Scholarship Interview: The school offered an interview within a few days of the release of the ACER results and requested that a parent attend - as apparently some of the kids freeze up. As the child has already proven their academic worth, the interview is focused on their non-academic side - so it is worthwhile coming armed with lots of extra-curricular things to talk about. The interview was very relaxed and questions asked directly or indirectly included: “What do you want to be when you grow up?”; “Why did you choose our school?” and “Were you tutored?” (but in different words). In addition, as a parent I was asked about “the thing that made me most proud about my child” – with something non-academic recommended that perhaps also demonstrates resilience

We were advised on the day that only the top 1% of ACER students were invited to interview at this school, but different schools will have widely different entry requirements. A tricky challenge with scholarship applications is that schools typically want you to have applied only to their school, which potentially makes the selection of the first choice school a key decision.

Scholarship Offer: DX was offered a partial scholarship within a few days of the interview. Some people have commented that scholarship holders are under additional pressure to perform, but the school has made clear assurances to the contrary. I also won a partial private school scholarship many years ago and cannot remember it being mentioned at all throughout secondary school

#2 Ivy Ivy

Posted 07 August 2019 - 12:36 PM

Thanks that is useful info.  I am not even aware of what half those acronyms stand for!  But I agree with you Passing By on maths tutoring changing outcomes.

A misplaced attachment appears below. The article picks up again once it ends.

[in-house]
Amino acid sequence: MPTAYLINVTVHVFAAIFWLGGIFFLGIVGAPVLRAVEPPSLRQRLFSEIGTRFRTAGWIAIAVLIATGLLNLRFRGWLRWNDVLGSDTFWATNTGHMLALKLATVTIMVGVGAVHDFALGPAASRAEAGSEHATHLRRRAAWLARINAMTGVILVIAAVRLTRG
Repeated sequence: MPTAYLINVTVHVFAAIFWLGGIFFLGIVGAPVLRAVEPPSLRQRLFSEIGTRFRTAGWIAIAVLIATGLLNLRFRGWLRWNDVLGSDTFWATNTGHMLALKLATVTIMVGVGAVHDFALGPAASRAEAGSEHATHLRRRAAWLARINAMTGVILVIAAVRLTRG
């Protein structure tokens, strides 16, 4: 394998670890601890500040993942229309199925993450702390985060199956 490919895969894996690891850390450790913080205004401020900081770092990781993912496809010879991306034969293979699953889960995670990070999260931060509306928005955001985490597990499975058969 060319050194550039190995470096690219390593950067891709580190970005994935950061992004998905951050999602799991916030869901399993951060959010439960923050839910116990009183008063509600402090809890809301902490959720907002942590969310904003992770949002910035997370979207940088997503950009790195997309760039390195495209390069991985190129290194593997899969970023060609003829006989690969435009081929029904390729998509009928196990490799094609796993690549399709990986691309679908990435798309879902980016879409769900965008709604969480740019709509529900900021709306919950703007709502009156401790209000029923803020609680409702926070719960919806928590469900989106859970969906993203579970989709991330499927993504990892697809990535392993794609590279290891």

Re tutoring:

I was at my daughter's parent-teacher interviews recently (year 4, v. expensive Sydney private school) and I asked her maths teacher why she'd slipped so much, within the cohort, in maths results as per school reports, between year 2-4.

Teacher bluntly replied: "most of the other girls in the class (it's the top extension maths class) get tutored.  A lot.".  She said the tutored girls can all do the times tables and addition etc weekly rapid exams faster than she can!, they've rote learnt the basics so automatically.

She explained those girls then have lots of time to tackle the hard q's at the end of every test, and get more marks.  She said, my daughter excels at the complex abstract maths q's at the end of the test and in class, but rarely has time to get to them, because all her time is taken up working out times tables she doesn't know.

She said, do not get her tutored.  Just have her learn the basics better so those are faster under timed test conditions.

But not getting her tutored sees her go slower than the rest of her cohort, so...  ???

I have the view, it's a long game.  Does it really matter if you can do basic maths really fast at the age of 9?  IDK, but I doubt it.  I did 4U maths back in the day (1990's) and it wasn't about basic addition speed, it was about thinking abstractly mathematically.